Helping Women Protect their Health and Baby-To-Be

Imagine having the chance to prepare for a healthy child—and even think about whether or not pregnancy is a goal for you—before you conceive. Preconception health, or health before pregnancy, is very important and can affect the health of your future baby. By making a plan before getting pregnant and taking the time to get healthy, you can take the steps to a healthier you and baby-to-be.

Now, there’s an app for that. The Show Your Love app, funded through a CDC Foundation partnership with Anthem, Inc., is part of the Show Your Love Campaign, which was developed by the Centers for Disease Control and Prevention (CDC). The campaign’s main goal is to increase the number of women who plan their pregnancies and engage in healthy behaviors before becoming pregnant and to reduce the number of birth defects.

That’s important, because as CDC reports, about 1 in every 33 babies born in the United States is affected by a birth defect, a leading cause of death in the first year of life. Women who improve their health before pregnancy can be healthier mothers and have healthier babies. And healthier women have less chance of encountering other problems with pregnancy, such as gestational diabetes, miscarriage or preterm labor. Their babies have less chance for problems, such as preterm birth, low birth weight, high birth weight or stillbirth.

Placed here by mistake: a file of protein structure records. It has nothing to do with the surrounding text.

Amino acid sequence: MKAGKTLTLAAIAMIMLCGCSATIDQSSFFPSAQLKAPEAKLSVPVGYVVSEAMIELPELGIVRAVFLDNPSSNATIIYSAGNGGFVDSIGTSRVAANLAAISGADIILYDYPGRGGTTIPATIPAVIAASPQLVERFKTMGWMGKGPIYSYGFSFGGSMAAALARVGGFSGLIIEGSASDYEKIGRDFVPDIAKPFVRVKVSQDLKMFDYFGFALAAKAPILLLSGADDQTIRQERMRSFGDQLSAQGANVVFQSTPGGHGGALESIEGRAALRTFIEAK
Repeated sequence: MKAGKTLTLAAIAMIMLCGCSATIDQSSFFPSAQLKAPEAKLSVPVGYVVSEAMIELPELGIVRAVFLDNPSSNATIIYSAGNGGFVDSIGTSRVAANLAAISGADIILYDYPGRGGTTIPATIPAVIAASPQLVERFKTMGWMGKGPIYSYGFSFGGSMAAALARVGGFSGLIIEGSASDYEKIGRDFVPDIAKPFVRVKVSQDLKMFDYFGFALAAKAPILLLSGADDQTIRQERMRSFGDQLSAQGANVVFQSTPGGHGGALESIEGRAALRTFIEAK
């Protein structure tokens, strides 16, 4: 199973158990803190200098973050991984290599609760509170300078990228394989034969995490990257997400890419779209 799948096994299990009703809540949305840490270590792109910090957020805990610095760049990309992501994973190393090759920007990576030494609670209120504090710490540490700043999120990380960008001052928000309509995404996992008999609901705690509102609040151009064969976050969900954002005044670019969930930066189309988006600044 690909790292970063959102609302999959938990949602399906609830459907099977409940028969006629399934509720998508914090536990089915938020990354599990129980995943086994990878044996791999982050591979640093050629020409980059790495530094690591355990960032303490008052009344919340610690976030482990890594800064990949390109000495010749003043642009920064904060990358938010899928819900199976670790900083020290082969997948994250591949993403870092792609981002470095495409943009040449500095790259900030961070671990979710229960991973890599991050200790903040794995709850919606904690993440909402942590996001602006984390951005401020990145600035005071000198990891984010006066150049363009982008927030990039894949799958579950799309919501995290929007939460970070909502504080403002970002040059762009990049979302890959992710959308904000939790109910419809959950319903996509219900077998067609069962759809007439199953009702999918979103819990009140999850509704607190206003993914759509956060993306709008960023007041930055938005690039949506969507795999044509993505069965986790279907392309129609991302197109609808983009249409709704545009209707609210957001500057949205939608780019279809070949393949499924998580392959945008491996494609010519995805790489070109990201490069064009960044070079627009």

Thanks to the new app, women who wish to become pregnant can plan their pregnancy and chart their course, accessing helpful features to maintain a healthy lifestyle including:

  • Daily tracking of behaviors.
  • Tips, tools and resources for healthy behaviors.
  • Helpful reminders including doctors’ appointments, ovulation cycles and medication schedules.

On behalf of the CDC Foundation, we are very grateful for Anthem’s support in making this useful app available to women around the country.

The free Show Your Love app is available on the iTunes and Google Play store.

Photo of Amy Tolchinsky
Amy Tolchinsky is the communications director for the CDC Foundation.